7.15.2013

Nom de guerre

New author, Robert Galbraith
Not only are writers among the few people who can achieve immortality (Homer is still going strong), but I think they're among the few people who can also have multiple lives. For a while, J.K. Rowling was actually two people--until someone worked out that a book released earlier this year was actually Rowling writing under a pseudonym ("J.K. Rowling's Book Ruse is a Cautionary Tale for Unknown Writers," by Joan Smith). The book, The Cuckoo's Calling, was doing pretty well for a book by an unknown author. It hit the bestseller list about a microsecond after the pseudonym was revealed.

There's been some negative press about the book (note the linked article above), but I think using a pseudonym was a great idea for Rowling. Harry Potter was such a magical and utterly original series and readers bonded to the books so strongly that anything else Rowling writes would be held to an impossible standard. After all, how many reviews of The Casual Vacancy had comments wondering when the characters would get their letters from Hogwarts or which character was Voldemort in disguise or something like that. I think a lot of people were obscurely disappointed in The Casual Vacancy because they were expecting something that would capture their hearts the way Harry Potter did.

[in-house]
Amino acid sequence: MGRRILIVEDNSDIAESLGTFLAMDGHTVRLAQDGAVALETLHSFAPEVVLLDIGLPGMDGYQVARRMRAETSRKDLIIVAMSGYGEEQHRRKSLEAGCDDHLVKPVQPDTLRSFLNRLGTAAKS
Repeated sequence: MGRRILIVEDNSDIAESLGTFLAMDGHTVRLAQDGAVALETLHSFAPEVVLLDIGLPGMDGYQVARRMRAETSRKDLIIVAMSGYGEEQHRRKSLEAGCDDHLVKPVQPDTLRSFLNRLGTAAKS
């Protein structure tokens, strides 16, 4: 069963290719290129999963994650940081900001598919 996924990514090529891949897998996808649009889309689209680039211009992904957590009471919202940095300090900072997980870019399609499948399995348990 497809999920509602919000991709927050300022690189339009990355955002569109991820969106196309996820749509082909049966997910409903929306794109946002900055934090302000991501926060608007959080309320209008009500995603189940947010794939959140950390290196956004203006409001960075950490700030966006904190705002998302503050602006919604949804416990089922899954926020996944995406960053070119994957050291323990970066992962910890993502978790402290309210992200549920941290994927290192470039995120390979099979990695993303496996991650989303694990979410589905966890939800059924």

I've thought for a long time that Rowling was going to have to write under another name just to get her books judged for their own sake. The problem is that doing so would pretty much mean starting over near the bottom of the totem pole, which of course isn't fair to a writer as talented as she is.

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